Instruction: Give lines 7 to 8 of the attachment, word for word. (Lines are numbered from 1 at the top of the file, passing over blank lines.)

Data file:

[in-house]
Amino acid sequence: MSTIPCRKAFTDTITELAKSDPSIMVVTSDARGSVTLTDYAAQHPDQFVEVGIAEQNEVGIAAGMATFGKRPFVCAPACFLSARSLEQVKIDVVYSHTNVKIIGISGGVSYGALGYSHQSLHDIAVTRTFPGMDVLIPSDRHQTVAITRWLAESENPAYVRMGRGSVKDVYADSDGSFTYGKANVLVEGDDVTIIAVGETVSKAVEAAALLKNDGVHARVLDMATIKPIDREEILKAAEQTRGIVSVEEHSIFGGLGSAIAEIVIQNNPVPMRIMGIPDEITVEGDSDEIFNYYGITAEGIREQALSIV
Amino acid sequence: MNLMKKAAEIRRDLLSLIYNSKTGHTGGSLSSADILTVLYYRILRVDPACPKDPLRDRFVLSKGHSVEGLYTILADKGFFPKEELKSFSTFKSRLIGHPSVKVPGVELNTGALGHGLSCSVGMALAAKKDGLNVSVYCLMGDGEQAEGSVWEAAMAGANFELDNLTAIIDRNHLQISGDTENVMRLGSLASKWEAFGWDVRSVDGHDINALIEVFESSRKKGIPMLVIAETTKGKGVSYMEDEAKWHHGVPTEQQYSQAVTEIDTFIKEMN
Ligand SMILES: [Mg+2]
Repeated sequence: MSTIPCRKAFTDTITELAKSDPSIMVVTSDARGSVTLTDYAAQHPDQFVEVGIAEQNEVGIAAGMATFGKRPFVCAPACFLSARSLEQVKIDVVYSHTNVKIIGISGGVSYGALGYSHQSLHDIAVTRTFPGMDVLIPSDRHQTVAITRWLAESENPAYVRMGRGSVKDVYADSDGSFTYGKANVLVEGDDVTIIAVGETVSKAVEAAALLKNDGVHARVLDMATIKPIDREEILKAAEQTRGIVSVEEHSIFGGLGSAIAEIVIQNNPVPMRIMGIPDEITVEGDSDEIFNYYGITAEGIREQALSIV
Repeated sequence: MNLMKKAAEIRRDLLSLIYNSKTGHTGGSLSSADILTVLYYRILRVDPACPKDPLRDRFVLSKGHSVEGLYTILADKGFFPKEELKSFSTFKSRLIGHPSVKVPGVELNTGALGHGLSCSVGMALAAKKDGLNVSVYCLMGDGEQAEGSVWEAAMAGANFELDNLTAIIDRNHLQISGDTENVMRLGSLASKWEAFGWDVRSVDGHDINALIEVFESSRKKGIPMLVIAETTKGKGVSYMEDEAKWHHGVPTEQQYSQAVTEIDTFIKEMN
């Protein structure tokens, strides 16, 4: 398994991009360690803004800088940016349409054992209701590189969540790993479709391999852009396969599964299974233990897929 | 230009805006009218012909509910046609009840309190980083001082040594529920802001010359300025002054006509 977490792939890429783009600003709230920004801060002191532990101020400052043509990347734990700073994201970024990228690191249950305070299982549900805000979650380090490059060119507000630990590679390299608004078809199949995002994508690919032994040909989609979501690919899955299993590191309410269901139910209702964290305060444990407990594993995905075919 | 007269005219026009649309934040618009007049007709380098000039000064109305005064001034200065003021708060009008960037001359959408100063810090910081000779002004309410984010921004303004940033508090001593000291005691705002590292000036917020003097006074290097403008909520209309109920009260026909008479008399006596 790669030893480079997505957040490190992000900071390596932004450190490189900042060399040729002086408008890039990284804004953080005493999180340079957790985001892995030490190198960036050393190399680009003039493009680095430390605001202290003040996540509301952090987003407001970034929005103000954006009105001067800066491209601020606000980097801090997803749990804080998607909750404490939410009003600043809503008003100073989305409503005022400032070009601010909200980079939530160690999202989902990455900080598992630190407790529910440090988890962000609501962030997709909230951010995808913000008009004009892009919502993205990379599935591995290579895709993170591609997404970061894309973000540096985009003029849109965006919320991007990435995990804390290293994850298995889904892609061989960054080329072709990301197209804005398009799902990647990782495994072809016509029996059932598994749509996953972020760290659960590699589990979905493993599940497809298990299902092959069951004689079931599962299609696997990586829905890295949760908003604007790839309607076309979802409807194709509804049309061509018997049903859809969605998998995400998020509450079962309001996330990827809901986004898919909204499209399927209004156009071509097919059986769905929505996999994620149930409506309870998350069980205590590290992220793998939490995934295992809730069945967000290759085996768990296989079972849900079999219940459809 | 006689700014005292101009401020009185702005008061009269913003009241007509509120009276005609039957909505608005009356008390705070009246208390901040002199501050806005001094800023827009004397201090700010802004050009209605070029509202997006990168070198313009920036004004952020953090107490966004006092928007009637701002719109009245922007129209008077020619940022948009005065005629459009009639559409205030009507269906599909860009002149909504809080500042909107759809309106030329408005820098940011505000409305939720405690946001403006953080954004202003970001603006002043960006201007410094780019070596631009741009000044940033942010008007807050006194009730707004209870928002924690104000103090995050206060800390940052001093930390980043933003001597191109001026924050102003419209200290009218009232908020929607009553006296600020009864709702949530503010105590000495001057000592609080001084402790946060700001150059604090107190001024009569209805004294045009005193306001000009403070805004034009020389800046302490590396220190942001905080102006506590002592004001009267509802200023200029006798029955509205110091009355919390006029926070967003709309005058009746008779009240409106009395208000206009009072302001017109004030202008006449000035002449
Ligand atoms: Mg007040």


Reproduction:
């Protein structure tokens, strides 16, 4: 398994991009360690803004800088940016349409054992209701590189969540790993479709391999852009396969599964299974233990897929 | 230009805006009218012909509910046609009840309190980083001082040594529920802001010359300025002054006509 977490792939890429783009600003709230920004801060002191532990101020400052043509990347734990700073994201970024990228690191249950305070299982549900805000979650380090490059060119507000630990590679390299608004078809199949995002994508690919032994040909989609979501690919899955299993590191309410269901139910209702964290305060444990407990594993995905075919 | 007269005219026009649309934040618009007049007709380098000039000064109305005064001034200065003021708060009008960037001359959408100063810090910081000779002004309410984010921004303004940033508090001593000291005691705002590292000036917020003097006074290097403008909520209309109920009260026909008479008399006596 790669030893480079997505957040490190992000900071390596932004450190490189900042060399040729002086408008890039990284804004953080005493999180340079957790985001892995030490190198960036050393190399680009003039493009680095430390605001202290003040996540509301952090987003407001970034929005103000954006009105001067800066491209601020606000980097801090997803749990804080998607909750404490939410009003600043809503008003100073989305409503005022400032070009601010909200980079939530160690999202989902990455900080598992630190407790529910440090988890962000609501962030997709909230951010995808913000008009004009892009919502993205990379599935591995290579895709993170591609997404970061894309973000540096985009003029849109965006919320991007990435995990804390290293994850298995889904892609061989960054080329072709990301197209804005398009799902990647990782495994072809016509029996059932598994749509996953972020760290659960590699589990979905493993599940497809298990299902092959069951004689079931599962299609696997990586829905890295949760908003604007790839309607076309979802409807194709509804049309061509018997049903859809969605998998995400998020509450079962309001996330990827809901986004898919909204499209399927209004156009071509097919059986769905929505996999994620149930409506309870998350069980205590590290992220793998939490995934295992809730069945967000290759085996768990296989079972849900079999219940459809 | 006689700014005292101009401020009185702005008061009269913003009241007509509120009276005609039957909505608005009356008390705070009246208390901040002199501050806005001094800023827009004397201090700010802004050009209605070029509202997006990168070198313009920036004004952020953090107490966004006092928007009637701002719109009245922007129209008077020619940022948009005065005629459009009639559409205030009507269906599909860009002149909504809080500042909107759809309106030329408005820098940011505000409305939720405690946001403006953080954004202003970001603006002043960006201007410094780019070596631009741009000044940033942010008007807050006194009730707004209870928002924690104000103090995050206060800390940052001093930390980043933003001597191109001026924050102003419209200290009218009232908020929607009553006296600020009864709702949530503010105590000495001057000592609080001084402790946060700001150059604090107190001024009569209805004294045009005193306001000009403070805004034009020389800046302490590396220190942001905080102006506590002592004001009267509802200023200029006798029955509205110091009355919390006029926070967003709309005058009746008779009240409106009395208000206009009072302001017109004030202008006449000035002449
Ligand atoms: Mg007040």